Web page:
Svelte TypeScript Tailwind Setup

  • Sascha Aeppli

In this walk through I show my preferred setup for SPAs with Svelte, Typescript and Tailwind.``

TL;DR

For the very impatient among us:

npx degit munxar/svelte-template my-svelte-project
cd my-svelte-project
npm i
npm run dev

Enjoy!

Overview

In this article I'll give you some insights how I set up Svelte with TypeScript and style components with Tailwind. There are plenty of articles around, but I found a lot of them overcomplicate things, or don't fit my requirements.

So here are my goals for the setup:

  • stay as close to the default template as possible, to make updates easy
  • production build should only generate css that is used
  • use typescript wherever possible

What Do I Need?

You'll need at least some node version with npm on your machine. At time of writing I have node version 15.6.0 and npm version 7.4.0 installed on my machine.

node -v && npm -v
v15.6.0
7.4.0

Install the Svelte Default Template

To setup Svelte I open a terminal and use the command from the official Svelte homepage. TypeScript support has been already added to this template, so nothing special here.

npx degit sveltejs/template my-svelte-project
# or download and extract 
cd my-svelte-project

Enable TypeScript

# enable typescript support
node scripts/setupTypeScript.js

At this point I try out if the setup works by installing all dependencies and start the development server.

# install npm dependencies
npm i
# run dev server
npm run dev

If everything worked so far, pointing my browser at http://localhost:5000 displays a friendly HELLO WORLD. Let's stop the development server by hitting ctrl-c in the terminal.

Install Tailwind

Back in the Terminal I add Tailwind as described in their documentation.

npm install -D tailwindcss@latest postcss@latest

After this step I generate a default tailwind.config.js file with

npx tailwindcss init

If you prefer a full Tailwind config use the --full argument:
npm tailwindcss init --full
See the Tailwind documentation for more infos about this topic.

Configure Rollup to use Postcss

The default Svelte template uses Rollup as a bundler. When I run the setupTypeScript.js from the first setup step, I get the famous svelte-preprocess plugin already integrated into the rollup setup. The only thing left is that I add the config for postcss as options to the svelte-preprocess plugin. Here are the changes that I make in rollup.config.js:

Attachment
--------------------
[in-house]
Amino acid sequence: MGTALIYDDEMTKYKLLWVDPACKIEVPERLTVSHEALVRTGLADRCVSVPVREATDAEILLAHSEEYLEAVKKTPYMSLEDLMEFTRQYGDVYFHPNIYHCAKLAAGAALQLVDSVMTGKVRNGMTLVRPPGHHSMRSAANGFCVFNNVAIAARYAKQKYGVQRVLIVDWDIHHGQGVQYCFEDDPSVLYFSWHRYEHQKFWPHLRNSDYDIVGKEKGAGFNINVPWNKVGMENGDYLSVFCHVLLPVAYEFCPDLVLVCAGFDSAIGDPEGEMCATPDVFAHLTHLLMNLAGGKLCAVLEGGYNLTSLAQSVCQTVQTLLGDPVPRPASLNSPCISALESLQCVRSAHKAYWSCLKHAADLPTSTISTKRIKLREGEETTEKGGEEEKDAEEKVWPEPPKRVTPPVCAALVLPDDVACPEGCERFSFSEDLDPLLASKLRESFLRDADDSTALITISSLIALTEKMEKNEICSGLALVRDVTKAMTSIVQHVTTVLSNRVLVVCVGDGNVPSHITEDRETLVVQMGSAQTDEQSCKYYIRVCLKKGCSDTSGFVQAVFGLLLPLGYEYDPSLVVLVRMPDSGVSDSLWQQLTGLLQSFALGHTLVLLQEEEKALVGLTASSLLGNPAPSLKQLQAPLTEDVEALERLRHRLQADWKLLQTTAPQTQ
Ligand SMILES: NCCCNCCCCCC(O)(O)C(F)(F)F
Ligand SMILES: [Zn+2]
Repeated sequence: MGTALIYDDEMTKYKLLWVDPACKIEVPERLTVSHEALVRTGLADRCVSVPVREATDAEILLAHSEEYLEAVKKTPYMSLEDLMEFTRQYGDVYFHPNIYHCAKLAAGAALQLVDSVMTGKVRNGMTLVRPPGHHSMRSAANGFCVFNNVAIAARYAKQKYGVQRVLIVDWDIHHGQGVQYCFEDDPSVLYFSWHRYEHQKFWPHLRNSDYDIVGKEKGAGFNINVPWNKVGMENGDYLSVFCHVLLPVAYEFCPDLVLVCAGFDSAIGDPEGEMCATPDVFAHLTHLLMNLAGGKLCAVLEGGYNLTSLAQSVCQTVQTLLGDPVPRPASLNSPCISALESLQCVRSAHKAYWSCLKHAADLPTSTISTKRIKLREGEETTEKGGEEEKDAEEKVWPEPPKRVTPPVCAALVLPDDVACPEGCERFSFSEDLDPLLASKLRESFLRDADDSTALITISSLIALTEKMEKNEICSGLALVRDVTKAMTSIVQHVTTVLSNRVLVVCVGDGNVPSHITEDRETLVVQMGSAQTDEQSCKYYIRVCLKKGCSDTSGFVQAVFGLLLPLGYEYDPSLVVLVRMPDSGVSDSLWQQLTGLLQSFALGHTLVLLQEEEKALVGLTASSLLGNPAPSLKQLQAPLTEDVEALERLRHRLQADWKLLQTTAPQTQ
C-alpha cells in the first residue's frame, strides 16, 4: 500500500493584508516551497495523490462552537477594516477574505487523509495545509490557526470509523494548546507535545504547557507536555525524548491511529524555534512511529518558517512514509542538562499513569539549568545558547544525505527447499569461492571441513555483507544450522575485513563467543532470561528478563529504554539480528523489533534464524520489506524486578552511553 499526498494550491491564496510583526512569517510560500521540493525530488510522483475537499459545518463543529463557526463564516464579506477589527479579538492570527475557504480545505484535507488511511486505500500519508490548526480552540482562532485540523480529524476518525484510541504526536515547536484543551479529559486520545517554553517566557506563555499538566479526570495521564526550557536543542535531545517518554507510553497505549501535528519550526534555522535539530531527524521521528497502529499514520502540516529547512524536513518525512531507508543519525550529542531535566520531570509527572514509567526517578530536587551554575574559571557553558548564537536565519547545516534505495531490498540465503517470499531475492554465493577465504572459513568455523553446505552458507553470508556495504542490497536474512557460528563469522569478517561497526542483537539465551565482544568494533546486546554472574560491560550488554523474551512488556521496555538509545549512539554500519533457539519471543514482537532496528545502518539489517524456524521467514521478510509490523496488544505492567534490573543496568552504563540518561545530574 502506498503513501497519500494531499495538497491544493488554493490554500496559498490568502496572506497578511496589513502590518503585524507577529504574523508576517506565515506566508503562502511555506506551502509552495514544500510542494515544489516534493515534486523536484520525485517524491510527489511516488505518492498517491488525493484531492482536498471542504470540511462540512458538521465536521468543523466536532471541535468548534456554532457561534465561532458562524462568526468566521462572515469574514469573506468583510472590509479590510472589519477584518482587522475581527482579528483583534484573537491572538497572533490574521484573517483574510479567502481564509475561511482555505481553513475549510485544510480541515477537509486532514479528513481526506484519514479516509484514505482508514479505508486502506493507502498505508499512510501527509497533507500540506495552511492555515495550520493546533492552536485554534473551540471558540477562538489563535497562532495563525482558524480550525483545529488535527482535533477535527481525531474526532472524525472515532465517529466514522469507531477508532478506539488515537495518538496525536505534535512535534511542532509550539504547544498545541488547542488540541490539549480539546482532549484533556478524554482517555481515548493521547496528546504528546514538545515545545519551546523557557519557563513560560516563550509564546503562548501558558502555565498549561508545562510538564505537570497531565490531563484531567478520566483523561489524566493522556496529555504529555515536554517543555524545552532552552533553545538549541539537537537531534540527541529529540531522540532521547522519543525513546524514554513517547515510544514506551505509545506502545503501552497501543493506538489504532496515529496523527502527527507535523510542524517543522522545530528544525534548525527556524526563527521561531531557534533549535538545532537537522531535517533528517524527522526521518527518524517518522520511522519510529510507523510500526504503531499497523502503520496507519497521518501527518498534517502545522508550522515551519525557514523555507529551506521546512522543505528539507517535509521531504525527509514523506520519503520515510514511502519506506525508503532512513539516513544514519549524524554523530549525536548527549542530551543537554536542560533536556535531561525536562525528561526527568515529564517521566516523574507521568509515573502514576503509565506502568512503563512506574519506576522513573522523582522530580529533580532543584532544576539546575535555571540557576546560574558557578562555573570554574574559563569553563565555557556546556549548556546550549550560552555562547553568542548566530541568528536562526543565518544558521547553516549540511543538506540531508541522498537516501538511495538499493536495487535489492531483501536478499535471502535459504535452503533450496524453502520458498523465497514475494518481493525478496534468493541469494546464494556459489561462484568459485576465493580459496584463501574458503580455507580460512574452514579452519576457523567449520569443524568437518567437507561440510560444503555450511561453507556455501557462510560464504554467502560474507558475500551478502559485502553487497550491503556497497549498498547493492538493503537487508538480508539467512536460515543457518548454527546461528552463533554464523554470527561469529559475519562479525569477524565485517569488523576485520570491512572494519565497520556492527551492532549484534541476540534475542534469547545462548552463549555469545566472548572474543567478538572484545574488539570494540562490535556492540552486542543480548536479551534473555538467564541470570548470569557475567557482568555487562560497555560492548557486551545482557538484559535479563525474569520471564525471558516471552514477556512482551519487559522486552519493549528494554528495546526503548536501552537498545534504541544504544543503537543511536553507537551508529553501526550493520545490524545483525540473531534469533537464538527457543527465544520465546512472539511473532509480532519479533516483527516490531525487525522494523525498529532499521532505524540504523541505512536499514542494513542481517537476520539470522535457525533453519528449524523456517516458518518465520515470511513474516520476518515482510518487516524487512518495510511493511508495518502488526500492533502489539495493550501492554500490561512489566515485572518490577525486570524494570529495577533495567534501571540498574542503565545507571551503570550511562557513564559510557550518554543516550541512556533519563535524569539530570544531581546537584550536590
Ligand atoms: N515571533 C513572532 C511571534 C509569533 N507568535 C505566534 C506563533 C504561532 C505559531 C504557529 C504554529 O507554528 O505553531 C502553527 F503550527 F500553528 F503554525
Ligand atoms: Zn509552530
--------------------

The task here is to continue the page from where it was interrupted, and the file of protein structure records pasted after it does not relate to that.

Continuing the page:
// rollup.config.js (partial)
...
export default {
  ...
  plugins: [
    svelte({      
       preprocess: sveltePreprocess({
         postcss: {
           plugins: [require("tailwindcss")],
         },
       }),
    }),
    ...
  ],
  ...
};

At this point Rollup should trigger postcss and therefore the Tailwind plugin. To enable it in my application, I still need one important step.

Adding a Tailwind Component to the App

Now it's time to create a Svelte component that contains the postcss to generate all the classes. I call mine Tailwind.svelte but the name doesn't really matter.

// src/Tailwind.svelte
<style global lang="postcss">
  @tailwind base;
  @tailwind components;
  @tailwind utilities;
</style>

Some things to note here:

  • The component only has a single style element with no markup.
  • The attribute global tells the svelte-preprocess plugin to not scope the css to this component. Remember by default Svelte scopes every css to the component it was declared, in this case I don't want this.
  • The lang="postcss" attribute is telling svelte-preprocess to use postcss for the content. As a goody, some IDE extensions now display the content with the correct syntax highlighting for postcss.

Now use the Tailwind component in src/App.svelte

// src/App.svelte
<script lang="ts">
  import Tailwind from "./Tailwind.svelte";
</script>

<Tailwind />
<div class="bg-gray-200 px-4 py-2 rounded">Hello Tailwind!</div>

Now my browser displays a Tailwind styled div. Very nice!
Let's clean up the public/index.html and remove the global.css link tag and remove the corresponding file from public/global.css I don't use it.

<!-- public/index.html -->
<!DOCTYPE html>
<html lang="en">
<head>
    <meta charset='utf-8'>
    <meta name='viewport' content='width=device-width,initial-scale=1'>

    <title>Svelte app</title>

    <link rel='icon' type='image/png' href='/favicon.png'>